17As he was setting out on a journey, a man ran up and knelt before him, and asked him, “Good Teacher, what must I do to inherit eternal life?” 18Jesus said to him, “Why do you call me good? No one is good but God alone. 19You know the commandments: ‘You shall not murder; You shall not commit adultery; You shall not steal; You shall not bear false witness; You shall not defraud; Honor your father and mother.’” 20He said to him, “Teacher, I have kept all these since my youth.” 21Jesus, looking at him, loved him and said, “You lack one thing; go, sell what you own, and give the money to the poor, and you will have treasure in heaven; then come, follow me.” 22When he heard this, he was shocked and went away grieving, for he had many possessions.
23Then Jesus looked around and said to his disciples, “How hard it will be for those who have wealth to enter the kingdom of God!” 24And the disciples were perplexed at these words. But Jesus said to them again, “Children, how hard it is to enter the kingdom of God! 25It is easier for a camel to go through the eye of a needle than for someone who is rich to enter the kingdom of God.” 26They were greatly astounded and said to one another, “Then who can be saved?” 27Jesus looked at them and said, “For mortals it is impossible, but not for God; for God all things are possible.”
28Peter began to say to him, “Look, we have left everything and followed you.” 29Jesus said, “Truly I tell you, there is no one who has left house or brothers or sisters or mother or father or children or fields, for my sake and for the sake of the good news, 30who will not receive a hundredfold now in this age—houses, brothers and sisters, mothers and children, and fields with persecutions—and in the age to come eternal life. 31But many who are first will be last, and the last will be first.”
What I am learning:
We are tempted, after many years of warping the word "salvation" to mean life after death in heaven, to think the man is asking Jesus for a ticket to the train to heaven.This is not a credible way to interpret his question. When he speaks of "eternal life" he is really asking: how can my life participate in God's life - God being the only thing that is eternal.
Jesus answers with the ten commandments, and then he adds one: Do not defraud. Defrauding people is mentioned in the Hebrew scripture (Deuteronomy 24:14) but it is not in the ten commandments. Why does he do this?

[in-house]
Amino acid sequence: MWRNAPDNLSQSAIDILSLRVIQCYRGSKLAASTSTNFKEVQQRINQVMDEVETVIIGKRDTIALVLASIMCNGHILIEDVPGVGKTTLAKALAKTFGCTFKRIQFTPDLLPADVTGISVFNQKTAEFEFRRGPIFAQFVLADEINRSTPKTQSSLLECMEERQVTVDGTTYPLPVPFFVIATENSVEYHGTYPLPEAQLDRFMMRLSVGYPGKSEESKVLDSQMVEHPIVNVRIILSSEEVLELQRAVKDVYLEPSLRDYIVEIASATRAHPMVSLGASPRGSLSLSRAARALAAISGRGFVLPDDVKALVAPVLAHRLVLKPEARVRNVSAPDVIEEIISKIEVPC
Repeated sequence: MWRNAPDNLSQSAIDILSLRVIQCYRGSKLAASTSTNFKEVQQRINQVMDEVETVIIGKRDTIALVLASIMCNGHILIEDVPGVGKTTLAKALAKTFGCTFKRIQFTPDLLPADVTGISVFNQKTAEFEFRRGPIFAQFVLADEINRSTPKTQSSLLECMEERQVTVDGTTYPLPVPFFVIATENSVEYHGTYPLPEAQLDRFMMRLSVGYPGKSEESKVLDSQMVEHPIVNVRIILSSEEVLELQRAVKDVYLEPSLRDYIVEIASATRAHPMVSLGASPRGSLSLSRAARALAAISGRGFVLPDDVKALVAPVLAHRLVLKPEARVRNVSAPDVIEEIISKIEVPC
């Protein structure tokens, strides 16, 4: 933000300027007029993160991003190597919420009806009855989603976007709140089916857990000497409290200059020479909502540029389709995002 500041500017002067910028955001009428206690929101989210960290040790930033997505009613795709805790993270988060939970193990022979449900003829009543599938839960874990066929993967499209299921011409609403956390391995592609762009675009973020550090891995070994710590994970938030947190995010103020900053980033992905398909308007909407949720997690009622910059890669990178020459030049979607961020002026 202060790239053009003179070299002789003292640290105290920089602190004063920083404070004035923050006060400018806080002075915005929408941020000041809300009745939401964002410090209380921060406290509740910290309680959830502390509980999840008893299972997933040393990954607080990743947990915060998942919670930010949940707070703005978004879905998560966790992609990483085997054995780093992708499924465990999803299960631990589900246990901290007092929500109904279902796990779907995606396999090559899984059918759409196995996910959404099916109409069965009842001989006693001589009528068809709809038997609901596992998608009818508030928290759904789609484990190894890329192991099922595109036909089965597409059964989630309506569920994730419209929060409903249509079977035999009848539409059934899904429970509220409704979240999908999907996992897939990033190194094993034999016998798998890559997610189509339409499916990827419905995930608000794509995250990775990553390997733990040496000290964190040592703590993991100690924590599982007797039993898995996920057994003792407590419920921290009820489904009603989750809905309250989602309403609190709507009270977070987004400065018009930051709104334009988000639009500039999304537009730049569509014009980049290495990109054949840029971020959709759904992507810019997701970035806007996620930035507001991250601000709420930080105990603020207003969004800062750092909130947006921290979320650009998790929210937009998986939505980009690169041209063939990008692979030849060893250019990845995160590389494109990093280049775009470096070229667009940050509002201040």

I think it likely that it has to do with the ways of the Roman Empire. The Romans set up the economic system to make the rich richer and poor poorer. They used their occupied lands to increase the wealth of the Empire and to support their lavish lifestyles at home. If someone was rich in Jesus' day, most likely they had been actively collaborating with the Romans. If they did not "do as the Romans do" they might well find either a garrison or just as likely the Roman version of an IRS agent on their doorstep.So it could be that Jesus is simply acknowledging that this man has been participating, maybe unconsciously, in an inherently unjust economic system. The man has benefitted from a system that regularly, systematically, and mercilessly defrauds people of their houses, crops, fields, and other property.
Yet the man wants to participate in God's way, in God's Reign. In TCC we talk about the this reign in this way:
God’s Way of Mutuality is God’s love, grace, and shalom in everyday life, in every aspect of human relationship: public, private, economic, political, personal and communal, body, mind and environment.
Jesus loves him and so Jesus tells him to give all his possessions away and to follow him. The man turns away grieving and shocked. I think Jesus is inviting this man, and us, to stop participating in economic systems that defraud other human beings.
It is hard to know what the term "eye of a needle" means. It could mean a sewing needle. It could meet the night gate in many city walls. These gates could be opened at night and they were just big enough for a trader's camel to be stripped of its cargo and to walk on its knees to get in the city. Both are powerful.
In any event the lure of power and security in money is powerful, and only God's power can release us from its grip. When God's power works in us to save us from the grip of this kind of power and security, we find that we have everything we need: brothers and sisters and treasure—we find that we are in a world of abundance.
In the TCC, we commit to a progressive tithe ( http://catacombchurches.org/about-house-churches/commitment/). Within this discipline we are invited to see that our whole lives can be, including our work life, a way to participate in God's reign. Each official Catacomb Church will share evenly in 50 percent of the income of TCC to use in their nonviolent public leadership.
When I click "agree" to the web donation or when I write the check I realize a little more freedom to follow Jesus as he continues to bring God's Way of mutuality among us, not only in our relational lives, but in our economic ones as well.
I am not that interested in finding a new vehicle for weekly worship. I am interested in being a part of a way to be church that enables people to withdraw their support for unjust economic systems. I think Jesus was and is trying to change our world and our world views.
It is my hope that TCC members will be deeply committed to changing the world and our worldviews in the Way of Jesus. This is going to take a high commitment on the part of our members - not to TCC but to God's reign of mutuality.